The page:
COVID-19 is precipitating the emergence of a new world order, characterised by waning American leadership and a shift of power towards China. In this context, Western democracies will be challenged on cooperation and unity.
Nobody was expecting this decade to begin with such domestic and international disruption. Currently, three billion people wait to be released from their homes, hoping for a short-lived quarantine. Regardless, the socio-political impact will be much longer lasting. COVID-19 has uncovered deficiencies of the post-industrial world order, showing that globalisation constantly hangs by a thread. In particular, the doubtful response from some international institutions has pushed certain economies and governments towards more isolationism. As countries envision their role in the post-COVID-19 world, the international stage is readjusting.
Multilateral world order
For the past fifty years, much of the world has tended towards a Western model of multilateralism and integration. International organisations and laws have become an integral part of the governance system, limiting warfare and improving living standards in many parts of the world. The economic and military dominance of the United States has made it a suitable example to follow in the pursuit of growing trade networks, intensive farming, nuclear dissuasion, and political liberalisation.
Even before the current crisis, there were already signs of this world order dwindling. The digital revolution has challenged institutions’ legitimacy and distributed power into the hands of new actors. It has changed the way we work, trade, and learn. Such economic transformation has complemented the rise of China-centred Asia into a powerhouse of innovation and investment, which comes as the primary challenge to American leadership.
US President Donald Trump has tended towards an isolationist strategy rather than cooperation, pulling out of international alliances and institutions, most notably the Iran Nuclear Deal and Trans-Pacific Partnership, creating a vacuum for other nations to exert influence in strategic regions. Even if the upcoming American election were to turn the tide, four years of refusing multilateralism has deteriorated American leadership.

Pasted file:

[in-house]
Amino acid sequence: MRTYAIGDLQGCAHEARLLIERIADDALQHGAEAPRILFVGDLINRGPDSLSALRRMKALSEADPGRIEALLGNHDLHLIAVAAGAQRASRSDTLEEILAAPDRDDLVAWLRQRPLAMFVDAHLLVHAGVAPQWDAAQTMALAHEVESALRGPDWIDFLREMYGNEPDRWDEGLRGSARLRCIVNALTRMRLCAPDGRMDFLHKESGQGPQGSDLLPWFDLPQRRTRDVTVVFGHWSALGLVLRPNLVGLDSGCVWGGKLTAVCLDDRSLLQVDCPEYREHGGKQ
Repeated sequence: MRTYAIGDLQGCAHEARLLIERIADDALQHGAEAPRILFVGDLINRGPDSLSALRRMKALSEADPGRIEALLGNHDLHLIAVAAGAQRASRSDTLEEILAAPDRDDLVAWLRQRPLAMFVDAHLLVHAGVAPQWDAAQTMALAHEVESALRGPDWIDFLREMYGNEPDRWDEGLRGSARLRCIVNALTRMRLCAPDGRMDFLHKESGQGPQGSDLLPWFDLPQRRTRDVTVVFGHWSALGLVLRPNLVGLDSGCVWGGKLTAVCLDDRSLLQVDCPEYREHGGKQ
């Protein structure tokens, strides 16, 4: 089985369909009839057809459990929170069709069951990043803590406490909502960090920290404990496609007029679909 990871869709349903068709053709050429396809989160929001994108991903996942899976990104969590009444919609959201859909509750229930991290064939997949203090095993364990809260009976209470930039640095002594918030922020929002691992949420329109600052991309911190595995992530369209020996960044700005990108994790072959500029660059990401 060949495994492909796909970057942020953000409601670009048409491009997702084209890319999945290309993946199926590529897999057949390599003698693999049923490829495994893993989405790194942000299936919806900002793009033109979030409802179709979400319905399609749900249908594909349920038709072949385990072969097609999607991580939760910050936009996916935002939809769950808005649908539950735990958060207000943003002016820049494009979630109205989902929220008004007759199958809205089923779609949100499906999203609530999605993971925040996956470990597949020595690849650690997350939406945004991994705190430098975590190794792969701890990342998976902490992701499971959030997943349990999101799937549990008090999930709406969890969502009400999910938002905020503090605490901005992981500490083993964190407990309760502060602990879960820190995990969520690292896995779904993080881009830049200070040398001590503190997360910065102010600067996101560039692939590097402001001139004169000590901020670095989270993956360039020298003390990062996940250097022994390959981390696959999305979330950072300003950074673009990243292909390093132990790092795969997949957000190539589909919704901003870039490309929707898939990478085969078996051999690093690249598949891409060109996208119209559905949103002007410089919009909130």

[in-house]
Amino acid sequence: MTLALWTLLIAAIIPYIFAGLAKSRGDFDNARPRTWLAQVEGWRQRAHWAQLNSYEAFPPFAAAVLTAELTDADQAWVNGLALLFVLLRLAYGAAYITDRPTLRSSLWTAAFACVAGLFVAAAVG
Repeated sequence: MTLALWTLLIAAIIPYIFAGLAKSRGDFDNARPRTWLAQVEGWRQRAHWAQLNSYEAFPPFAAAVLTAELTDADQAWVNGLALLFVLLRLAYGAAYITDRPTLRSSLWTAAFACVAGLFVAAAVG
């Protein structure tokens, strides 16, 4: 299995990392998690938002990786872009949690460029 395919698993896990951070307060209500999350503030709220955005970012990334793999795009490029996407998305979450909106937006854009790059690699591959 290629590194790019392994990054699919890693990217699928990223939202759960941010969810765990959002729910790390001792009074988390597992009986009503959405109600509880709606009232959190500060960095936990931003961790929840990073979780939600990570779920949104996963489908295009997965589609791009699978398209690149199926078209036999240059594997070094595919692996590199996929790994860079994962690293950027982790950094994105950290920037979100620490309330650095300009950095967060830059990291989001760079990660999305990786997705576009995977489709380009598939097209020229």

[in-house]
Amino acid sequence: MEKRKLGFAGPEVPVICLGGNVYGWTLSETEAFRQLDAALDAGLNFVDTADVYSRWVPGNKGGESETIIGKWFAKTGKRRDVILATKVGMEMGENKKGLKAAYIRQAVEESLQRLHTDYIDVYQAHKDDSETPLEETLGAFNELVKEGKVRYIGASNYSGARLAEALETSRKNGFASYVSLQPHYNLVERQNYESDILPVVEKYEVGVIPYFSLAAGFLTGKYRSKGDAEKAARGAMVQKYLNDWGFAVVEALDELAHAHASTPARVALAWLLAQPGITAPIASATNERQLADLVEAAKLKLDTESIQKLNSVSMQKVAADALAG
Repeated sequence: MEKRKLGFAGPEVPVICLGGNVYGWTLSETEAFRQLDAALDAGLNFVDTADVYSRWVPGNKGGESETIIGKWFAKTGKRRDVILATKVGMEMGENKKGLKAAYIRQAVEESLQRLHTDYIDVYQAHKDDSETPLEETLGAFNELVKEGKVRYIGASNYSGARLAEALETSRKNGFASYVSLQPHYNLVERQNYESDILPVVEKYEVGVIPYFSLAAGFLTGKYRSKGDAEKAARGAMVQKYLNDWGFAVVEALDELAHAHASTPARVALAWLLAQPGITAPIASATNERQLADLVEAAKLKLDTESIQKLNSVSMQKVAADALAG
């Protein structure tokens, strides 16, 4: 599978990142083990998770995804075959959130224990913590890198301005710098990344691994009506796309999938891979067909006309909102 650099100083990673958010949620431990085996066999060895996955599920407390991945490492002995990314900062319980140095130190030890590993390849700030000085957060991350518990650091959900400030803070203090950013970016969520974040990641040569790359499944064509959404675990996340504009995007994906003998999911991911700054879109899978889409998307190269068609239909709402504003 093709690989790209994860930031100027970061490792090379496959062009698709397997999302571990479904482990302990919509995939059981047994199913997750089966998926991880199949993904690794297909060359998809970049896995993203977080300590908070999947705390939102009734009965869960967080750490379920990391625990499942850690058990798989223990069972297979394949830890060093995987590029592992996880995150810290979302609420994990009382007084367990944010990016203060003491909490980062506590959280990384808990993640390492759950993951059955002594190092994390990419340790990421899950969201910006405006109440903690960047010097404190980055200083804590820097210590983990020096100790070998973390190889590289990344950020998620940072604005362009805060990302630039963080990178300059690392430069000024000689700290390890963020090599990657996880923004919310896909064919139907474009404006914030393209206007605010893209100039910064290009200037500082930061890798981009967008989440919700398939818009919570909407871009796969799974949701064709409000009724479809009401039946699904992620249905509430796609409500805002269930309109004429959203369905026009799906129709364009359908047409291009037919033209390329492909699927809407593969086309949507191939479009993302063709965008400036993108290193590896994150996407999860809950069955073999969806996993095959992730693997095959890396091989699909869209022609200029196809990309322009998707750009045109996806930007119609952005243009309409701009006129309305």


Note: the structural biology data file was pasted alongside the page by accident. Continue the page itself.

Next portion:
Opportunity for influence
These changes look set to be exacerbated by COVID-19. Trump’s EU travel ban and failed acquisition of vaccine patents will not be forgotten in Europe anytime soon. Political scientist Joseph Nye has been amongst those to criticise the Trump administration’s ‘America First’ position, which appears to focus more on competition with China than addressing the spread of the disease.
Alongside this, others have played a leadership-like role. In March this year, Europe emerged as the pandemic’s epicentre. In response, China sent aid and Russia deployed personnel to Italy before any EU member state. China has also made an effort to present itself as a reliable partner, increasing its involvement in international institutions and exporting masks and medical kits around the world.
China sees the pandemic as an opportunity to extend its influence and power. President Xi Jinping’s visit to Wuhan drew eyes to the efficiency of his state governance in fighting the virus. The CPC has found an opening to diffuse its propaganda, in the hope that its political system will come out strong. Nonetheless, China is already facing a resurgence in cases, and the resulting economic blow will be tough. Lack of certain medicines in Europe has sparked debate on Chinese overreliance. Industries are relocating closer to home or to other parts of Asia. It remains to be seen whether China can continue to dominate supply chains.
The place of Europe
In Europe, individual member state action and a sluggish initial response from Brussels prompted leaders such as Italian Prime Minister Giuseppe Conte and former European Commission President Jacques Delors to warn that lack of solidarity would have profound effects on the European project after the end of the crisis.
‘Westlessness’ was the slogan at the Munich Security Conference this year, or the decades long shift of power balance away from the old continent. The EU must use the period after the COVID-19 pandemic to provide momentum for finding a new purpose on the global stage, taking leadership on matters of climate change and data regulation. This can only be done as a united bloc. Current emergency measures should be used to reduce internal fragility.
A more independent Europe should increase collaboration with countries traditionally alienated by the US. In particular, French President Emmanuel Macron has called for more alignment with Russia and Turkey, who are reemerging as neighbouring poles of influence in their own right. The UK would also be best placed aligning with European allies, given Trump increasingly views Britain, much like the rest of the old continent, as a battleground against his Chinese rival.
Barnabé Colin is a graduate student at the LSE’s Department of Government.